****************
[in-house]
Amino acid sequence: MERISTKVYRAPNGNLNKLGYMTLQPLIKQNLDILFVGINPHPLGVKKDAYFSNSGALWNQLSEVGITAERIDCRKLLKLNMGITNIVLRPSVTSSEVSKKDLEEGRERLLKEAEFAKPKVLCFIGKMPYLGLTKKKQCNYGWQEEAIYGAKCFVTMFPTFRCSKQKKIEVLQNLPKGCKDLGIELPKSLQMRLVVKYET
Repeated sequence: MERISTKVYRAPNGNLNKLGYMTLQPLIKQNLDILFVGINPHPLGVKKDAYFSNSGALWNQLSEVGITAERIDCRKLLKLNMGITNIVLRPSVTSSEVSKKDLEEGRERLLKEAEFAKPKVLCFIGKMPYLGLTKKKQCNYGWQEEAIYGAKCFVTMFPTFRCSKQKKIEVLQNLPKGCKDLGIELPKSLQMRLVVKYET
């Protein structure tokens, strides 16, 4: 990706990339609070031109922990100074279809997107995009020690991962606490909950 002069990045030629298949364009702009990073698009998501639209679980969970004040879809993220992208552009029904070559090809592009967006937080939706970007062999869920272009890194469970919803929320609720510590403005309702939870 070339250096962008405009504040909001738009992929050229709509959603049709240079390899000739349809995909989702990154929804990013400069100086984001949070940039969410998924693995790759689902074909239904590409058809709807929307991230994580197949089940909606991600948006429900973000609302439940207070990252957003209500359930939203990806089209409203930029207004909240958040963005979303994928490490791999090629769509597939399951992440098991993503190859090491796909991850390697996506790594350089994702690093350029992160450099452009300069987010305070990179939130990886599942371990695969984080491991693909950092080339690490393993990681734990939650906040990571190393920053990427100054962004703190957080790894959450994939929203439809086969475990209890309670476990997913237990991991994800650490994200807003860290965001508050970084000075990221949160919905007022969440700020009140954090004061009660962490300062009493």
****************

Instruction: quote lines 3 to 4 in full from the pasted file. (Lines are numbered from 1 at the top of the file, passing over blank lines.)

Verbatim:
Repeated sequence: MERISTKVYRAPNGNLNKLGYMTLQPLIKQNLDILFVGINPHPLGVKKDAYFSNSGALWNQLSEVGITAERIDCRKLLKLNMGITNIVLRPSVTSSEVSKKDLEEGRERLLKEAEFAKPKVLCFIGKMPYLGLTKKKQCNYGWQEEAIYGAKCFVTMFPTFRCSKQKKIEVLQNLPKGCKDLGIELPKSLQMRLVVKYET
């Protein structure tokens, strides 16, 4: 990706990339609070031109922990100074279809997107995009020690991962606490909950 002069990045030629298949364009702009990073698009998501639209679980969970004040879809993220992208552009029904070559090809592009967006937080939706970007062999869920272009890194469970919803929320609720510590403005309702939870 070339250096962008405009504040909001738009992929050229709509959603049709240079390899000739349809995909989702990154929804990013400069100086984001949070940039969410998924693995790759689902074909239904590409058809709807929307991230994580197949089940909606991600948006429900973000609302439940207070990252957003209500359930939203990806089209409203930029207004909240958040963005979303994928490490791999090629769509597939399951992440098991993503190859090491796909991850390697996506790594350089994702690093350029992160450099452009300069987010305070990179939130990886599942371990695969984080491991693909950092080339690490393993990681734990939650906040990571190393920053990427100054962004703190957080790894959450994939929203439809086969475990209890309670476990997913237990991991994800650490994200807003860290965001508050970084000075990221949160919905007022969440700020009140954090004061009660962490300062009493």